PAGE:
Scientists said Friday that they have developed an optical film that enables displays to show autostereoscopic 3D images.
A Seoul National University (SNU) team said arrays of Lucius microprisms can be used to get an effect similar to the one created by viewing images through 3D glasses. The 3D images are displayed at wider angles than present 3D TVs that rely on glasses. However, the
film does not ease current consumer complaints of dizziness because in order for people to believe they are seeing three dimensional images on a flat screen, the right and left eyes must see different pictures that are then rearranged by the human brain, teh researchers said.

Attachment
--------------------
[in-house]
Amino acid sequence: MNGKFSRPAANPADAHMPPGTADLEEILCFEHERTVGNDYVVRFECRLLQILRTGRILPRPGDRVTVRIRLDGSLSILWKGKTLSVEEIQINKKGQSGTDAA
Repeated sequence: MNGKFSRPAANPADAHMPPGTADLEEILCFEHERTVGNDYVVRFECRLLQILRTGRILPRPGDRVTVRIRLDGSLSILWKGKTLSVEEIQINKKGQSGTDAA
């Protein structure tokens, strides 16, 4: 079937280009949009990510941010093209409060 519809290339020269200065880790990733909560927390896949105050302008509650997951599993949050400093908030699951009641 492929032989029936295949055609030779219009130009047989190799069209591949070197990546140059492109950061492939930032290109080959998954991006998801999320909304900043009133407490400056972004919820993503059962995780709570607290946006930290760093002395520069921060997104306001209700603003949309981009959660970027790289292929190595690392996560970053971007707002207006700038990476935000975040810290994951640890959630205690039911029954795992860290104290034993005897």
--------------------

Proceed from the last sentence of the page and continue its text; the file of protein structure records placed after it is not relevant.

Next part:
The researchers demonstrated that an optically asymmetric structure can be exploited to guide light with directionality. A Lucius prism array has two distinct properties: the directional transmission of light and the disproportionation of light intensity. These allow the illumination of objects only in desired directions. Set up as an array, the Lucius prism can function as an autostereoscopic three-dimensional display.
Commercial production of the film can begin almost immediately, although it would take some time in order to be optimized for use in TVs, the researchers added.
"If consumer electronic manufacturers such as Samsung Electronics Co. and LG Electronics Inc. wanted to use the technology, they should be able to make 3D products that do not need glasses within a year," commented Char Kook-heon, who led the research and is a professor at SNU's school of chemical and biological engineering.
The discovery was published in the latest online issue of Nature Communications.